Housing First for Families

Family “Housing First” Strategies

The Housing First approach to ending family homelessness is premised on the belief that families are more responsive to interventions and support from a stable, permanent housing base – in other words, after they are assisted in moving into stable rental housing of their own, rather than while experiencing the trauma of homelessness.


Family Housing First has four key components: (1) crisis intervention and short-term case management; (2) screening and assessment for housing and services needs; (3) assistance in relocating to affordable permanent rental housing; and (4) case management after the move for a transitional period of time, while families are also being connected to community-based resources and services for longer-term needs that they may have.


Housing First for Families must always put children first – and therefore is NOT the same (and should never be implemented the same) as Housing First for CHRONICALLY HOMELESS individuals!


This faulty interpretation of a successful intervention for vulnerable families was never meant to endanger a child due to parental addiction, physical or emotional abuse or neglect, or any other potential child-endangering behaviors! In this approach to family homelessness, homeless families are assisted in accessing stable and affordable rental housing in the community at-large as quickly as possible, rather than remaining in shelters and transitional housing programs for months and/or years at a time. Once in permanent housing at rents they can afford, families are assisted in regaining stable living patterns or perhaps developing them for the first time. 


Rapid Rehousing is a “subset” of Housing First for Families in which rent subsidies are provided for a limited period of time.


The initial Housing First pilot was launched by Beyond Shelter in Los Angeles County in 1988, in response to increasing numbers of families in the emergency shelter system and the realization that shelters and transitional housing could not keep up with the need. Advocating for the return of homeless families to permanent housing as quickly as possible, rather than enduring lengthy stays in emergency shelters and transitional housing, this new approach introduced an innovation in the field at the time.


In addition to helping families access rental housing, the services traditionally provided in transitional housing are instead provided to the family after relocation to permanent housing. Services are generally provided for from 6 months to one year, with the level of services provision determined by the intensity level of services needs. At the same time, families are assisted in connecting to resources in the community at-large responsive to their special needs.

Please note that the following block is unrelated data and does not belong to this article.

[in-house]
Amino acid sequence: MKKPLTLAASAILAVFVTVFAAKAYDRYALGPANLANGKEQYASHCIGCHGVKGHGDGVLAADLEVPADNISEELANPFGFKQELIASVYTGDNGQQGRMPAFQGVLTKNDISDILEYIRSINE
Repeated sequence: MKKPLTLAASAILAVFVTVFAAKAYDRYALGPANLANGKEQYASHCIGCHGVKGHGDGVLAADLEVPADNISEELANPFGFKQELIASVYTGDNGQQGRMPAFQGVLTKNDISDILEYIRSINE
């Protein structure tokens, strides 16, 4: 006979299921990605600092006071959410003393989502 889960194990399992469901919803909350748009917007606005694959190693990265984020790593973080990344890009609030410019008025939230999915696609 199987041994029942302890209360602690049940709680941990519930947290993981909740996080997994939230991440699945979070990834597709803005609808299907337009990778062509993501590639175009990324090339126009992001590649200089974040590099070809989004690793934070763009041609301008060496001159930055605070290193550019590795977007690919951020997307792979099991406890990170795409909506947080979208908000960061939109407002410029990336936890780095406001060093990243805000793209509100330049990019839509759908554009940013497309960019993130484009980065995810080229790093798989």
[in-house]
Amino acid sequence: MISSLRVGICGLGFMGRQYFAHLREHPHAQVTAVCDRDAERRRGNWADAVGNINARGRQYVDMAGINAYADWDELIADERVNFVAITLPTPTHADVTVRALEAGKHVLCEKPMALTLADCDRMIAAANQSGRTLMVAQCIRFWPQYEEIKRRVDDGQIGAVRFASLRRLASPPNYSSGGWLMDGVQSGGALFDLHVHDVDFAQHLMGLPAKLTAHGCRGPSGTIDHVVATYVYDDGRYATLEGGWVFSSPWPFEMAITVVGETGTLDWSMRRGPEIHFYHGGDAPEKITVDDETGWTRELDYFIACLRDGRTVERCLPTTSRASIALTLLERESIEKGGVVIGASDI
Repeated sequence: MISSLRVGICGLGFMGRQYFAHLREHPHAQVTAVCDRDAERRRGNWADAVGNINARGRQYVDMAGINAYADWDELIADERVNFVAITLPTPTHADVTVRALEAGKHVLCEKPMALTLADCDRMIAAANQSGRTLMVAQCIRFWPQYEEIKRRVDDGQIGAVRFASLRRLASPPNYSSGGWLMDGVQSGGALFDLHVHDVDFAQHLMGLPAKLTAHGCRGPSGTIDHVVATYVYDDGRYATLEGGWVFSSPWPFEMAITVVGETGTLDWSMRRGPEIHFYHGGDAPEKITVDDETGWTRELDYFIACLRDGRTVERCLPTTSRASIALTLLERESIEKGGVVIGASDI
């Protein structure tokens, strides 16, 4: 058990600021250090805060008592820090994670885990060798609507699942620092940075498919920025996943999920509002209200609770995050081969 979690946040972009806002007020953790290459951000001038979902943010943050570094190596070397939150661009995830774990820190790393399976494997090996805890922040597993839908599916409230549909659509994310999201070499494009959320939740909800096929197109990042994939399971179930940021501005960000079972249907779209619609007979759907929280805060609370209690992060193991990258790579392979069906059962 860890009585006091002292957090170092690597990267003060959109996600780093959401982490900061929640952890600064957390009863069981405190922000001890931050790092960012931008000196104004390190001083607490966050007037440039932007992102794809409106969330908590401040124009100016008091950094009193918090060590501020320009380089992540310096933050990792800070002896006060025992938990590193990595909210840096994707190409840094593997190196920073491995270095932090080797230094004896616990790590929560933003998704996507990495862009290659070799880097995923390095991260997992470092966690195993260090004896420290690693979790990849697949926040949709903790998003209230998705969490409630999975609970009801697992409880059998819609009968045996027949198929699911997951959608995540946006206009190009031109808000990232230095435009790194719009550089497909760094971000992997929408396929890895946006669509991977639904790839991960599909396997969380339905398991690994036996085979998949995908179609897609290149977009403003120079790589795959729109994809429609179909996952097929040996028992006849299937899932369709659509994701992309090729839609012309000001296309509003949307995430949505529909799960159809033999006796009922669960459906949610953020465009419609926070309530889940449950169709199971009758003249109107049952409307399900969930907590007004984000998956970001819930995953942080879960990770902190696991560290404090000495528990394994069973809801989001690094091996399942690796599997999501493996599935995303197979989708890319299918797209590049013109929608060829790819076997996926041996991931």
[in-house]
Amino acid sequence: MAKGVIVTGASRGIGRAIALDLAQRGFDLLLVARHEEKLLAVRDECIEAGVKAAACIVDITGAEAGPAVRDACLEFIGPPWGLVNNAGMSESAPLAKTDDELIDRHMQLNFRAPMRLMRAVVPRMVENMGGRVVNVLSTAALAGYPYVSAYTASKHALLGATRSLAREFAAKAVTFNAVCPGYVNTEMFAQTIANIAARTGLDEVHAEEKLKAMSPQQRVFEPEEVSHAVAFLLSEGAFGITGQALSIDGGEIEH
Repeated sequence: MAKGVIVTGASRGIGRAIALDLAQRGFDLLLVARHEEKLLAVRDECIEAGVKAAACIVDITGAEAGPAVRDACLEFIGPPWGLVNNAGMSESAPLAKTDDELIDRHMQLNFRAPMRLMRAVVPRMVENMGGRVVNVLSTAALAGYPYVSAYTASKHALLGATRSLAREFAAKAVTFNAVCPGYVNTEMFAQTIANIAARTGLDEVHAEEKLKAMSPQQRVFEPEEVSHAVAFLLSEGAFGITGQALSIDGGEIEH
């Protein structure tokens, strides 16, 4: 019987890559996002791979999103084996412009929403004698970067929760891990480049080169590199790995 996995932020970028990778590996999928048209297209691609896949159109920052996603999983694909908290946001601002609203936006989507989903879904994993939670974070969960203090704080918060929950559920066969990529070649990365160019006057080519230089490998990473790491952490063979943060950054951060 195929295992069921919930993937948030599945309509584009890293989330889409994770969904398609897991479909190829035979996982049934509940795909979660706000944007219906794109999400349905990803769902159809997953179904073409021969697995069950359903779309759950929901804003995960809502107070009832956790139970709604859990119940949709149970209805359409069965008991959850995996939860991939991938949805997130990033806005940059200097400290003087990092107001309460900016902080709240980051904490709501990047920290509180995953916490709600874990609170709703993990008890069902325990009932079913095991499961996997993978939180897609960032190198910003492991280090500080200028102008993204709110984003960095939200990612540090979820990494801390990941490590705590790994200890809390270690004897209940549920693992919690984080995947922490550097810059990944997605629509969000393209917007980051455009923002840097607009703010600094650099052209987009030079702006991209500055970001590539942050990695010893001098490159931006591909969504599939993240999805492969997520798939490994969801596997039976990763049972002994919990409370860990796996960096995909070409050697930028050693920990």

The Key Components



(1) Crisis Intervention & Short-Term Stabilization: This phase includes helping families access emergency shelter services and address the most immediate crisis needs.

(2) Screening & Assessment for Housing & Services Needs: The “needs assessment” results in an “action plan,” which includes both short-term and- long-term goals and concrete action steps. This plan can be developed in incremental phases during or soon after the immediate crisis is temporarily addressed through emergency services.


(3) Assistance in Accessing Permanent Housing: After the completion of screening and assessment, the next phase involves assisting families in moving into permanent, affordable housing in a safe neighborhood. This includes not only  helping them to overcome both personal and systemic barriers to obtaining permanent housing; the burden is placed directly upon Continuums of Care and the community at-large to make rental housing more affordable for each homeless family being served.


(4) Provision of Home-Based Case Management: After the move into permanent housing, time-limited case management services focus on helping families to regain stable living patterns or to gain them for the first time. At the same time, families are connected to community-based resources and services to meet longer-term needs. With permanent housing providing a stable base for parents and their children, family and child well-being are often attained in incremental steps.

The question of “mandatory services”

Because housing is a basic human right, participation in services should always be considered to be voluntary. This approach does not prevent the provision of services but instead recognizes that

(1) access to stable housing can promote and enhance parental engagement with services providers, and

(2)  services needs often decrease over time as families attain improved stability and well-being.

But don’t some families require “mandatory participation” in case management services in order to “remain housed?”

(1) Access to stable housing often enhances and supports child welfare interventions.

(2) There is a growing evidence base that the provision of rent subsidies is the primary factor in preventing recidivism -not the provision of services.


The Housing First approach also means “housing choice.”

Slide from PowerPoint Presentation